Raman spectroscopy for the forensic examination of reactively dyed cotton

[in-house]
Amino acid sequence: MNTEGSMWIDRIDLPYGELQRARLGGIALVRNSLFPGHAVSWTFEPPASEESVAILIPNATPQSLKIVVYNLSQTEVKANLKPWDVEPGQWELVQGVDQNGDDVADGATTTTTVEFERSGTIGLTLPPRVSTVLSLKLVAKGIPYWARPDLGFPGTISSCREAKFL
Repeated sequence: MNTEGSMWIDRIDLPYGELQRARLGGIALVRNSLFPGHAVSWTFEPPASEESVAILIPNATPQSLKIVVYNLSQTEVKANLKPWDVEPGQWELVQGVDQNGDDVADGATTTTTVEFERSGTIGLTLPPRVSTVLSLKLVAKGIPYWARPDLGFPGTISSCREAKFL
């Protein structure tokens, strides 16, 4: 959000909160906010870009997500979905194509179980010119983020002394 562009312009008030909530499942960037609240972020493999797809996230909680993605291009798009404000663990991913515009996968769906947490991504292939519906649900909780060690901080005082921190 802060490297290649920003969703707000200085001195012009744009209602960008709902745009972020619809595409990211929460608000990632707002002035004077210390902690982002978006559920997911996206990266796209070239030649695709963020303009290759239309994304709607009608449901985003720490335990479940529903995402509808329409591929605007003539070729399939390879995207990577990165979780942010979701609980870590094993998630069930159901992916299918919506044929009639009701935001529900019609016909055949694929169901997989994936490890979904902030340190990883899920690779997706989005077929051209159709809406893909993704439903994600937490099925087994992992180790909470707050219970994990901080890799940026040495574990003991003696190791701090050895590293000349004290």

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In the 21st Century, fibre examiners are faced with the constraints of time and money. Rapid advances in DNA technology has seen fibre evidence undervalued due to it being time consuming, costly and (when competing with DNA) perceived to be less discriminatory. However, DNA is not present in all cases and when present may require other evidence to interpret the circumstance/s. The only way forward for fibre examinations is through research that will address issues of time and money whilst increasing their evidentiary value by demonstrating reliability through improved statistical information. Raman spectroscopy was investigated as it is a technique that is growing in popularity for the analysis of materials. It is quick, discriminatory, nondestructive and requires minimal sample preparation. The ability of Raman spectroscopy to discriminate black/grey and blue cotton fibres was investigated to determine how effective the technique would be for analysing this often undervalued fibre evidence. Various parameters of Raman spectroscopy were investigated to determine the optimal conditions for the analysis of the samples selected. The major variable investigated was laser wavelength with the 785nm and 632.8nm lasers providing the best results. Results indicated that, at least, the major dye component could be identified using Raman spectroscopy. The discriminatory power of the technique was then investigated for a sample set of 11 black/grey and blue cotton samples as well as a set of 91 black and blue cotton fibres of unknown dye types. This was then compared to the discriminatory power of microspectrophotometry (MSP) for the same sample sets as well as the discriminatory power of the combined techniques. In analysis of both sample sets, Raman spectroscopy showed a lower discriminatory power than microspectrophotometry. However, combining the two techniques significantly increased the discriminatory power. Using chemometrics increased the discrimination provided by Raman spectroscopy indicating that chemometrics may be used as an aid for interpreting data. Whilst the advantages of Raman spectroscopy were evident during these studies one major limitation of the technique was also highlighted. The problem of fluorescence has long been regarded as the major drawback to using Raman spectroscopy for fibre examinations. The problem was overcome in some instances by changing the laser wavelength but not all. Even with the occurrence of fluorescence, it was shown that, for the sample sets investigated, Raman spectroscopy (when combined with microspectrophotometry) provided a level of discrimination not able to be achieved with microspectrophotometry as a single technique. Therefore, Raman spectroscopy should be considered when undertaking analysis of these sample types.
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